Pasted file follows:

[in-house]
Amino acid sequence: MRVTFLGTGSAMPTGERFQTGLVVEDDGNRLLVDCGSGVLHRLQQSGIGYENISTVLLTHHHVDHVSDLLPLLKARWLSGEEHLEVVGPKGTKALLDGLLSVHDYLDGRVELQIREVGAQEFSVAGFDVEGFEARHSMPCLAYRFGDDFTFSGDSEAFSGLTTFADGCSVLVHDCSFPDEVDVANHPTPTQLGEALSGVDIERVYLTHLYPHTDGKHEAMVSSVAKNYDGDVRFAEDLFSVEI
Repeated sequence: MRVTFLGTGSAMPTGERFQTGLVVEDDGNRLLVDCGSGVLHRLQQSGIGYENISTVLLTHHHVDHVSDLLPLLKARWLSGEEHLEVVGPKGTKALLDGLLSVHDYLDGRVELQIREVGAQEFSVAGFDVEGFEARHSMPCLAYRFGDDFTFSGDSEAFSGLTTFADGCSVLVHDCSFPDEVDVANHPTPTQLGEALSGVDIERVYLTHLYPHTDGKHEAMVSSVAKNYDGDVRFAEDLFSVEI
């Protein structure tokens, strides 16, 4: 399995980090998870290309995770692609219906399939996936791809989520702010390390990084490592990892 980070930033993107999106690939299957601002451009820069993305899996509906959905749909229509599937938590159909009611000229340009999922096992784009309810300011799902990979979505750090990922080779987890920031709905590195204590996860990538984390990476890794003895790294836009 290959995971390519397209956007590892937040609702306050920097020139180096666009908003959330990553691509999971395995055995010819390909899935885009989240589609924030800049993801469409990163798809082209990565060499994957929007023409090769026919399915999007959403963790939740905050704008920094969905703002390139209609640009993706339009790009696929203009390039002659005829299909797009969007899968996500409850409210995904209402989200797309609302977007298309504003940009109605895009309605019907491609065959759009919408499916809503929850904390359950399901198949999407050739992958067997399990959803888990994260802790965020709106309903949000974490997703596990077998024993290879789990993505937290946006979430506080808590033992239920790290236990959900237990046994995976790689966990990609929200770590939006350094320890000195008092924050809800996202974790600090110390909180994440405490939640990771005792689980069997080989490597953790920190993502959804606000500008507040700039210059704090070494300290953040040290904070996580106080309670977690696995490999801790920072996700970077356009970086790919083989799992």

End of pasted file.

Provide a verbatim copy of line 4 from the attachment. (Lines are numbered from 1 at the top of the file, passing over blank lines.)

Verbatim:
């Protein structure tokens, strides 16, 4: 399995980090998870290309995770692609219906399939996936791809989520702010390390990084490592990892 980070930033993107999106690939299957601002451009820069993305899996509906959905749909229509599937938590159909009611000229340009999922096992784009309810300011799902990979979505750090990922080779987890920031709905590195204590996860990538984390990476890794003895790294836009 290959995971390519397209956007590892937040609702306050920097020139180096666009908003959330990553691509999971395995055995010819390909899935885009989240589609924030800049993801469409990163798809082209990565060499994957929007023409090769026919399915999007959403963790939740905050704008920094969905703002390139209609640009993706339009790009696929203009390039002659005829299909797009969007899968996500409850409210995904209402989200797309609302977007298309504003940009109605895009309605019907491609065959759009919408499916809503929850904390359950399901198949999407050739992958067997399990959803888990994260802790965020709106309903949000974490997703596990077998024993290879789990993505937290946006979430506080808590033992239920790290236990959900237990046994995976790689966990990609929200770590939006350094320890000195008092924050809800996202974790600090110390909180994440405490939640990771005792689980069997080989490597953790920190993502959804606000500008507040700039210059704090070494300290953040040290904070996580106080309670977690696995490999801790920072996700970077356009970086790919083989799992």